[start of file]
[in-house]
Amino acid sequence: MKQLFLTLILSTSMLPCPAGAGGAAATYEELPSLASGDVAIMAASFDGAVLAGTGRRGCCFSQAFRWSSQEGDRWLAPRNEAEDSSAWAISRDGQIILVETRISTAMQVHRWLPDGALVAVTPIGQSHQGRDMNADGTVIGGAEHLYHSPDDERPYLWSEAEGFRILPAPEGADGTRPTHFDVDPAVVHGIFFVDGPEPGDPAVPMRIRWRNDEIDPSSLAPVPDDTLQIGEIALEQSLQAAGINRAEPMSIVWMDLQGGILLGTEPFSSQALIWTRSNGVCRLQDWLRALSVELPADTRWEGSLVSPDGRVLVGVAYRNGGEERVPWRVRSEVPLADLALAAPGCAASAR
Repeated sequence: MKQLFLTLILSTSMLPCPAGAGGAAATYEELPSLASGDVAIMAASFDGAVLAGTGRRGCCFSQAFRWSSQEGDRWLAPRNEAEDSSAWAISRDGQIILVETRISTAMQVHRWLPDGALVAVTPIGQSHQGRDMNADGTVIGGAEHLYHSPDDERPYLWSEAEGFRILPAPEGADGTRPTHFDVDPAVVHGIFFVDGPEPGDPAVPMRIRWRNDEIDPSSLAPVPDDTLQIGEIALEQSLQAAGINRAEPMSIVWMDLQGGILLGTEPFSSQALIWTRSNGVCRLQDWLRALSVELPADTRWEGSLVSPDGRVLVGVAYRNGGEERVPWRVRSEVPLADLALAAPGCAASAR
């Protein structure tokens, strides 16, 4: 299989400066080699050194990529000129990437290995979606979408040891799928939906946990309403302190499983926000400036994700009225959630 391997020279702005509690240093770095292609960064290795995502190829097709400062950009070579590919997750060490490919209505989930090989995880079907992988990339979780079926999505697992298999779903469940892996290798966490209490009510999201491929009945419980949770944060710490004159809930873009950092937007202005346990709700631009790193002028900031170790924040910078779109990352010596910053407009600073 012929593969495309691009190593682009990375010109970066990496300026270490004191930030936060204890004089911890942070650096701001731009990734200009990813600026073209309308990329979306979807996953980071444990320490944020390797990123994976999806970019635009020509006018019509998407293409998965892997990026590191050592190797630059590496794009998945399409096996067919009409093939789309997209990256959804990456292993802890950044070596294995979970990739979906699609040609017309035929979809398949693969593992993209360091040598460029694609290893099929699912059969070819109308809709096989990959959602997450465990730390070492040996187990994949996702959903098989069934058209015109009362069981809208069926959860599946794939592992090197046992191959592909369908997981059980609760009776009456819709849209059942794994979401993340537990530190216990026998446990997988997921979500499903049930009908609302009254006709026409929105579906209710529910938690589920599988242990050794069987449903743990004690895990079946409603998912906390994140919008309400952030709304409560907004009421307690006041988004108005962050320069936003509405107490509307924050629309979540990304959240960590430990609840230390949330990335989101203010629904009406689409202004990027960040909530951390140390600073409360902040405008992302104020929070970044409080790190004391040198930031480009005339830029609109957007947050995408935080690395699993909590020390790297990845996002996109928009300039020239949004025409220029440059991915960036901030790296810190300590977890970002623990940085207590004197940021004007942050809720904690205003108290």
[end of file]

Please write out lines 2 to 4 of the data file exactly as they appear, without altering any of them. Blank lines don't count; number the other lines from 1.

Amino acid sequence: MKQLFLTLILSTSMLPCPAGAGGAAATYEELPSLASGDVAIMAASFDGAVLAGTGRRGCCFSQAFRWSSQEGDRWLAPRNEAEDSSAWAISRDGQIILVETRISTAMQVHRWLPDGALVAVTPIGQSHQGRDMNADGTVIGGAEHLYHSPDDERPYLWSEAEGFRILPAPEGADGTRPTHFDVDPAVVHGIFFVDGPEPGDPAVPMRIRWRNDEIDPSSLAPVPDDTLQIGEIALEQSLQAAGINRAEPMSIVWMDLQGGILLGTEPFSSQALIWTRSNGVCRLQDWLRALSVELPADTRWEGSLVSPDGRVLVGVAYRNGGEERVPWRVRSEVPLADLALAAPGCAASAR
Repeated sequence: MKQLFLTLILSTSMLPCPAGAGGAAATYEELPSLASGDVAIMAASFDGAVLAGTGRRGCCFSQAFRWSSQEGDRWLAPRNEAEDSSAWAISRDGQIILVETRISTAMQVHRWLPDGALVAVTPIGQSHQGRDMNADGTVIGGAEHLYHSPDDERPYLWSEAEGFRILPAPEGADGTRPTHFDVDPAVVHGIFFVDGPEPGDPAVPMRIRWRNDEIDPSSLAPVPDDTLQIGEIALEQSLQAAGINRAEPMSIVWMDLQGGILLGTEPFSSQALIWTRSNGVCRLQDWLRALSVELPADTRWEGSLVSPDGRVLVGVAYRNGGEERVPWRVRSEVPLADLALAAPGCAASAR
């Protein structure tokens, strides 16, 4: 299989400066080699050194990529000129990437290995979606979408040891799928939906946990309403302190499983926000400036994700009225959630 391997020279702005509690240093770095292609960064290795995502190829097709400062950009070579590919997750060490490919209505989930090989995880079907992988990339979780079926999505697992298999779903469940892996290798966490209490009510999201491929009945419980949770944060710490004159809930873009950092937007202005346990709700631009790193002028900031170790924040910078779109990352010596910053407009600073 012929593969495309691009190593682009990375010109970066990496300026270490004191930030936060204890004089911890942070650096701001731009990734200009990813600026073209309308990329979306979807996953980071444990320490944020390797990123994976999806970019635009020509006018019509998407293409998965892997990026590191050592190797630059590496794009998945399409096996067919009409093939789309997209990256959804990456292993802890950044070596294995979970990739979906699609040609017309035929979809398949693969593992993209360091040598460029694609290893099929699912059969070819109308809709096989990959959602997450465990730390070492040996187990994949996702959903098989069934058209015109009362069981809208069926959860599946794939592992090197046992191959592909369908997981059980609760009776009456819709849209059942794994979401993340537990530190216990026998446990997988997921979500499903049930009908609302009254006709026409929105579906209710529910938690589920599988242990050794069987449903743990004690895990079946409603998912906390994140919008309400952030709304409560907004009421307690006041988004108005962050320069936003509405107490509307924050629309979540990304959240960590430990609840230390949330990335989101203010629904009406689409202004990027960040909530951390140390600073409360902040405008992302104020929070970044409080790190004391040198930031480009005339830029609109957007947050995408935080690395699993909590020390790297990845996002996109928009300039020239949004025409220029440059991915960036901030790296810190300590977890970002623990940085207590004197940021004007942050809720904690205003108290």